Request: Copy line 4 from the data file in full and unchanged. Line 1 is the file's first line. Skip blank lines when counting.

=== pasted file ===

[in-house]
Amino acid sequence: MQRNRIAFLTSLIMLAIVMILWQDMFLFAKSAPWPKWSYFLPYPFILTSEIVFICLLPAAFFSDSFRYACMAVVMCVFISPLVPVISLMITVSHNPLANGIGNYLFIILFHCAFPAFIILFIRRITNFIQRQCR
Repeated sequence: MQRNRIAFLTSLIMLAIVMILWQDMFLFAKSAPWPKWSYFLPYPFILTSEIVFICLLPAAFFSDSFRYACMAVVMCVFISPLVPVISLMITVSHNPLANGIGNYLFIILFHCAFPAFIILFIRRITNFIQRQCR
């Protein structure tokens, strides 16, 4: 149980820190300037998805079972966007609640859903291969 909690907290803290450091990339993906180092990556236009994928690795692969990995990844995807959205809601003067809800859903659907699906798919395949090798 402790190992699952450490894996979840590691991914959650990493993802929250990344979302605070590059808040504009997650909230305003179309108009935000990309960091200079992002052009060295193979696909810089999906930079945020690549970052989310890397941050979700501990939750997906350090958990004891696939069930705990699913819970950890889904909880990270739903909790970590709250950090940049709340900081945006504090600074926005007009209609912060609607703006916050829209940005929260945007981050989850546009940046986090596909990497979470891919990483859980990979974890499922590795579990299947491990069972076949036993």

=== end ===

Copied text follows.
């Protein structure tokens, strides 16, 4: 149980820190300037998805079972966007609640859903291969 909690907290803290450091990339993906180092990556236009994928690795692969990995990844995807959205809601003067809800859903659907699906798919395949090798 402790190992699952450490894996979840590691991914959650990493993802929250990344979302605070590059808040504009997650909230305003179309108009935000990309960091200079992002052009060295193979696909810089999906930079945020690549970052989310890397941050979700501990939750997906350090958990004891696939069930705990699913819970950890889904909880990270739903909790970590709250950090940049709340900081945006504090600074926005007009209609912060609607703006916050829209940005929260945007981050989850546009940046986090596909990497979470891919990483859980990979974890499922590795579990299947491990069972076949036993």